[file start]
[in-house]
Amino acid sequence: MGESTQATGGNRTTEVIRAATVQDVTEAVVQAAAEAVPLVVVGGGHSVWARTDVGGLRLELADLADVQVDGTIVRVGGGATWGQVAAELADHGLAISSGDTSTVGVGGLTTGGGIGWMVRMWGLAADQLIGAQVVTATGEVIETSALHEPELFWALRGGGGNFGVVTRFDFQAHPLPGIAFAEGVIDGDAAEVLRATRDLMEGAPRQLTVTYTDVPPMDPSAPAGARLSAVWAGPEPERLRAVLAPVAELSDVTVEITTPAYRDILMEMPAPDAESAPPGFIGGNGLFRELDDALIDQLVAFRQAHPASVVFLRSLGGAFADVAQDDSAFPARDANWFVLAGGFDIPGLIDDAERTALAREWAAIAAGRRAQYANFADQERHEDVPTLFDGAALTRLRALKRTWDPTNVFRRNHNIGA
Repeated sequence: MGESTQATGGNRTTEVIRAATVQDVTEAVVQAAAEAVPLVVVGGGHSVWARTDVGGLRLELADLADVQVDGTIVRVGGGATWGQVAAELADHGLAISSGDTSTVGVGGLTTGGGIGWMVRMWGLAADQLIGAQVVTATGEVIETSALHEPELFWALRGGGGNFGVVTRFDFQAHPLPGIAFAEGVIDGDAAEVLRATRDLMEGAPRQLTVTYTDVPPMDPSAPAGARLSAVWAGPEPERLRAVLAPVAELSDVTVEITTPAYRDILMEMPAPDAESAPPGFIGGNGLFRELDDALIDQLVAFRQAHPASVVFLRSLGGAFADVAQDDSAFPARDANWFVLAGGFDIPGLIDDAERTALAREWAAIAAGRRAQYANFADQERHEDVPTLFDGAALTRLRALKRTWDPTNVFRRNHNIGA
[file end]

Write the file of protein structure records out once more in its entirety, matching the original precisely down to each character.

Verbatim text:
[in-house]
Amino acid sequence: MGESTQATGGNRTTEVIRAATVQDVTEAVVQAAAEAVPLVVVGGGHSVWARTDVGGLRLELADLADVQVDGTIVRVGGGATWGQVAAELADHGLAISSGDTSTVGVGGLTTGGGIGWMVRMWGLAADQLIGAQVVTATGEVIETSALHEPELFWALRGGGGNFGVVTRFDFQAHPLPGIAFAEGVIDGDAAEVLRATRDLMEGAPRQLTVTYTDVPPMDPSAPAGARLSAVWAGPEPERLRAVLAPVAELSDVTVEITTPAYRDILMEMPAPDAESAPPGFIGGNGLFRELDDALIDQLVAFRQAHPASVVFLRSLGGAFADVAQDDSAFPARDANWFVLAGGFDIPGLIDDAERTALAREWAAIAAGRRAQYANFADQERHEDVPTLFDGAALTRLRALKRTWDPTNVFRRNHNIGA
Repeated sequence: MGESTQATGGNRTTEVIRAATVQDVTEAVVQAAAEAVPLVVVGGGHSVWARTDVGGLRLELADLADVQVDGTIVRVGGGATWGQVAAELADHGLAISSGDTSTVGVGGLTTGGGIGWMVRMWGLAADQLIGAQVVTATGEVIETSALHEPELFWALRGGGGNFGVVTRFDFQAHPLPGIAFAEGVIDGDAAEVLRATRDLMEGAPRQLTVTYTDVPPMDPSAPAGARLSAVWAGPEPERLRAVLAPVAELSDVTVEITTPAYRDILMEMPAPDAESAPPGFIGGNGLFRELDDALIDQLVAFRQAHPASVVFLRSLGGAFADVAQDDSAFPARDANWFVLAGGFDIPGLIDDAERTALAREWAAIAAGRRAQYANFADQERHEDVPTLFDGAALTRLRALKRTWDPTNVFRRNHNIGA